Who is Panaitios?

Who is Panaitios?

June 26, 2021 Off By Felso

B.C. He was a Greek philosopher who lived between 180 and 109 BC.

Born in the city of Lindos in Rhodes, Panaitios is the founder of the middle period Stoic philosophy. He became a student of Diogenes of Seleukeia and Antipatros of Tarsus in Athens.

He studied the philosophies of Plato and Aristotle. He stayed in Rome for many years and together with Scipio BC. In 140 he went on a trip to the East. After Antipatros he became head of the school and spent the last twenty years of his life in Athens. While adhering to the basic principles of Stoic teaching, it softened the hard aspects of ancient Stoicism and gave it a humanistic content.

Panaitios, the founder of the Middle Stoa, lived in Rome for a long time and joined the close circle of Scipio, the great commander of the time. Scipio, the conqueror of Carthage, is at the forefront of trying to harmonize the Roman worldview with the Greek worldview. Under the influence of Scipio, Panaitios had a great admiration for Rome.

Panaitios’ thoughts on philosophy are essentially based on the Stoic view, but this view is often confused and “combined” with the views of Plato and Aristotle. Apart from this unification attempt, Panaitios opposes the Old Stoa on three important points. First of all, we know that the Old Stoa favored a strict moral discipline. According to the old Stoa, people are either superior or stupid. There is no other difference between people. The ancient Stoics first wanted to explain the “ideal of superiority”. Superiority is to free oneself from one’s passions and make reason superior to one’s life. Panaitios first opposes this understanding of the Old Stoa and asks, “Is there any point in accepting an ideal that is ‘the same’ for all people?” he asks. To prove that this is not possible, he compares two types in Homer’s heroes. On the one hand, the righteous Archilleus, on the other hand, the clever Odysseus. Would it be right to show a “same” life ideal to these two types, one of which is very different from the other in terms of characters? It would not be true, because, according to Panaitios, the ideal of each person is found in his “own personality”. Archilleus as Archilleus; Odysseus, too, must remain Odysseus. In other words, every person should develop the secret structure within himself. For this reason, there is no point in showing a single ideal that is valid for all people. Because what is right and appropriate for one person may be wrong and contradictory for another.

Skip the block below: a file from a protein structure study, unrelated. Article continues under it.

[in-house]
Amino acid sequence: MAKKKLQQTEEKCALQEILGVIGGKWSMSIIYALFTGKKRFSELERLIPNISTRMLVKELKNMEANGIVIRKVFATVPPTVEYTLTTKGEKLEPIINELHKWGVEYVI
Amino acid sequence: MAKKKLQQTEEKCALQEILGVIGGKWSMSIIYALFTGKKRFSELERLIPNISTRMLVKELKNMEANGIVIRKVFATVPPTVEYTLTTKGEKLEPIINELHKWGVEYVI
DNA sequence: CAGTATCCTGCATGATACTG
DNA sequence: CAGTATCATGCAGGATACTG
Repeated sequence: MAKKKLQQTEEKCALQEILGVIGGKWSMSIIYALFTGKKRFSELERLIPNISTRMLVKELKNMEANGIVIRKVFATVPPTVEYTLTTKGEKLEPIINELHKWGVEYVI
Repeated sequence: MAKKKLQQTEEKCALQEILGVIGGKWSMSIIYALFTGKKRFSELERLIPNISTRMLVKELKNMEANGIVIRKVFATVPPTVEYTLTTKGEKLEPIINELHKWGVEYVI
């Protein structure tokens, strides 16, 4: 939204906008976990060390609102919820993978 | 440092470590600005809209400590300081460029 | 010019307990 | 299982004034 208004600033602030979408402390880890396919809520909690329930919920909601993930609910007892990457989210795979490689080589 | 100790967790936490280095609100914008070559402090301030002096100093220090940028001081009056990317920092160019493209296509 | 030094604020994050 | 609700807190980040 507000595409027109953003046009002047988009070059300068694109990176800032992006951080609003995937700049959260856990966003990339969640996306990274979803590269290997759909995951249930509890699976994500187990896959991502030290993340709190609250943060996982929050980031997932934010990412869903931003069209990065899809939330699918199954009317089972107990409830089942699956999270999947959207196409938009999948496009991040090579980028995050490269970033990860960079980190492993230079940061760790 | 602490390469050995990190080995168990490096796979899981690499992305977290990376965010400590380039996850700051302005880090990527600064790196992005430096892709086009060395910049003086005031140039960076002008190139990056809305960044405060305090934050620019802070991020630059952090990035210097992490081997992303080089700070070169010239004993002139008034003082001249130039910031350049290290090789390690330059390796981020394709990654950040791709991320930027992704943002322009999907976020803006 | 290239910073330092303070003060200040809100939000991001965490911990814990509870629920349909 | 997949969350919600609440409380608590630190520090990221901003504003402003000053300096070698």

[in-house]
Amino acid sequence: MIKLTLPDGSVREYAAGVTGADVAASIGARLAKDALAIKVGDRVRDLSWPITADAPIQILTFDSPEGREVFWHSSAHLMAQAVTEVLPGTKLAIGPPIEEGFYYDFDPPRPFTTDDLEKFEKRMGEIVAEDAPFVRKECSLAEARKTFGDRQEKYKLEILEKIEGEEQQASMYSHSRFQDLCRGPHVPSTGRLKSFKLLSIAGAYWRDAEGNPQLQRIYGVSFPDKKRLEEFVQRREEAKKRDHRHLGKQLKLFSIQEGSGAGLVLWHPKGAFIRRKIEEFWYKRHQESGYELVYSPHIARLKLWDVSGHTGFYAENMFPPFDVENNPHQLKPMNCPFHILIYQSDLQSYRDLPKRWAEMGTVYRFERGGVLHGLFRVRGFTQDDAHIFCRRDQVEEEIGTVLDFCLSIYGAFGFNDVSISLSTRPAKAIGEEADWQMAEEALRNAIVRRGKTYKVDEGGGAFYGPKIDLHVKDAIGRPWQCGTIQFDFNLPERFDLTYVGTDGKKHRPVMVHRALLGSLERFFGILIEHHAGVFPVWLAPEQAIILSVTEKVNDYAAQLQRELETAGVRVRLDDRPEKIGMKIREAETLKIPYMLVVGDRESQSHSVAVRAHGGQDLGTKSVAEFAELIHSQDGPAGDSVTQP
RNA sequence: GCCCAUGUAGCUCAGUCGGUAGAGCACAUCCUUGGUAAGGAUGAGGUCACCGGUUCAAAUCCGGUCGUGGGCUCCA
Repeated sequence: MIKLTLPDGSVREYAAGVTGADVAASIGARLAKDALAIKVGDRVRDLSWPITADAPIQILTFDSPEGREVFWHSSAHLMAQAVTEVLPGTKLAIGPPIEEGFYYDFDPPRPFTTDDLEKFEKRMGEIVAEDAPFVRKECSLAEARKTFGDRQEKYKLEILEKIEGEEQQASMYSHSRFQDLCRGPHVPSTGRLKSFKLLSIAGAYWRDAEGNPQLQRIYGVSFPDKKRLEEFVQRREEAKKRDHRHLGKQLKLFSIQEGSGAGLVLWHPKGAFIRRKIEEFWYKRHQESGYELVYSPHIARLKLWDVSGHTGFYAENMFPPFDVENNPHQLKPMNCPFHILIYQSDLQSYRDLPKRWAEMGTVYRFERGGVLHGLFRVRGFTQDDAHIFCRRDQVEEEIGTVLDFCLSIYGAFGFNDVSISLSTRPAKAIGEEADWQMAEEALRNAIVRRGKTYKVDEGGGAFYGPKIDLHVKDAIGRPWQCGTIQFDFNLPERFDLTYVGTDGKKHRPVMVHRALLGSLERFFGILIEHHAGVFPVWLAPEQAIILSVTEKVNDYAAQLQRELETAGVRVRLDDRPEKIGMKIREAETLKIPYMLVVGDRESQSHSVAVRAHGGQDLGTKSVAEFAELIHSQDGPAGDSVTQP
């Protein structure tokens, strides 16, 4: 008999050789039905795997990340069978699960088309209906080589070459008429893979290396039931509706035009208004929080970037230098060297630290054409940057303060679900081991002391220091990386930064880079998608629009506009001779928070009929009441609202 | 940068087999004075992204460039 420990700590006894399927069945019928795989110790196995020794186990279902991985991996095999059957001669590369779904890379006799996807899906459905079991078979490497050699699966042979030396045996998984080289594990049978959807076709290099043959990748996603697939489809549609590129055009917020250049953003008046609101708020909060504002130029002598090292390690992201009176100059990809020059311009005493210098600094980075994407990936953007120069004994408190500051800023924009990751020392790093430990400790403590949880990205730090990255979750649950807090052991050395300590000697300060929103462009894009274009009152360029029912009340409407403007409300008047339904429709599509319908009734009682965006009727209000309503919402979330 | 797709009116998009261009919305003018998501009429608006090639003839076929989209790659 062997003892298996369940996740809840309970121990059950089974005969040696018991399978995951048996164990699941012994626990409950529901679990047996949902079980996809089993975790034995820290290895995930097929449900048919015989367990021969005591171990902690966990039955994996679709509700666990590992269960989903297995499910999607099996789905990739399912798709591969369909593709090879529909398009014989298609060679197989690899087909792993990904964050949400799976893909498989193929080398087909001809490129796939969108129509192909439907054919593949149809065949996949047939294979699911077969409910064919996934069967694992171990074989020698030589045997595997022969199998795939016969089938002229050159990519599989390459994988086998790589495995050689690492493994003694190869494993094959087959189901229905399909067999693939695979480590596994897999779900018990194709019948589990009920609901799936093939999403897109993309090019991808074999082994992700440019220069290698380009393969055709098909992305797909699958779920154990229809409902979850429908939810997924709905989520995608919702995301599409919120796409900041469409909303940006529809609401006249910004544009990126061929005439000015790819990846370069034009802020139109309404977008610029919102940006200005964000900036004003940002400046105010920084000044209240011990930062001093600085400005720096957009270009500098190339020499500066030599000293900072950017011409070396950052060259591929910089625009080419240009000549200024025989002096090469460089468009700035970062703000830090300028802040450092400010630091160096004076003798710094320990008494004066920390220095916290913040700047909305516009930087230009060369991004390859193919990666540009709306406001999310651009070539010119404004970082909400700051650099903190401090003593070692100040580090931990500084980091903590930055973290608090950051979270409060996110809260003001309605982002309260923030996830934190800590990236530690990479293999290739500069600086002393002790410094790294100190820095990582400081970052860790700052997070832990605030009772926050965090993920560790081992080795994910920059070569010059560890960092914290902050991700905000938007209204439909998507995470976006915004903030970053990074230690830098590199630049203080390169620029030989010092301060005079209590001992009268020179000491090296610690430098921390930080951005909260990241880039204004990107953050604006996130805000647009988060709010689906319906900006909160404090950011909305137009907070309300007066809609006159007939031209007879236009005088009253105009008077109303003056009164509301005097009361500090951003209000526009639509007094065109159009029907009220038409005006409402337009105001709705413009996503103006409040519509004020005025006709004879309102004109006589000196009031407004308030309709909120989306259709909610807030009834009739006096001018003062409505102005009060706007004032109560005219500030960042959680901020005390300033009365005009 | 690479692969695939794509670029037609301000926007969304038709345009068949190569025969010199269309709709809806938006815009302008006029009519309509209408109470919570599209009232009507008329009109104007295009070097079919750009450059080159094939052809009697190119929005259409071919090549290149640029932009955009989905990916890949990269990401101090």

Another criticism of Panaitios to the Old Stoa: The Old Stoa accepted one man on the one hand and the all-encompassing universe on the other. For this reason, there was no need for national and state separations among people. However, according to Panaitios, individual nations and states are just and valid institutions. In addition, each of them has certain duties within the limits of history. Just as the individual realizes the ideal he/she carries in his/her personality, so every nation fulfills its unique task within the boundaries of history.

Panaitios combines this with his admiration for Rome. According to him: The historical idea of ​​Rome is to dominate the whole world. Although his homeland, Greece, lost its independence because of Rome, this thought of Panaitios is remarkable. It is at this point that Panaitios differs from the Old Stoics. When the ancient Stoics spoke of the world state, they believed it to be an ideal that would be realized in the very distant future. However, Middle Stoa argues that this ideal was realized with the Roman state.

None of the five treatises given to Panaitius, who is thought to have written less than other prominent Stoics, has survived. His work, Peri tou Kathekontos (On Homework), in which he deals with ethical issues, is the inspiration for Cicero’s De Officiis (On Homework). Other works include Peri Apatheias (On Apathy) and Peri Ekpyroseos tou Kosmou (On the End of the World by Fire).

The most important student of Panaitios is Poseidonios of Apameia.

Prepared by: Sociologist Ömer YILDIRIM
Source: Omer YILDIRIM’s Personal Lecture Notes. Atatürk University Sociology Department 1st Year “Introduction to Philosophy” and 2nd, 3rd, 4th Grade “History of Philosophy” Lecture Notes (Ömer YILDIRIM); Open Education Philosophy Textbook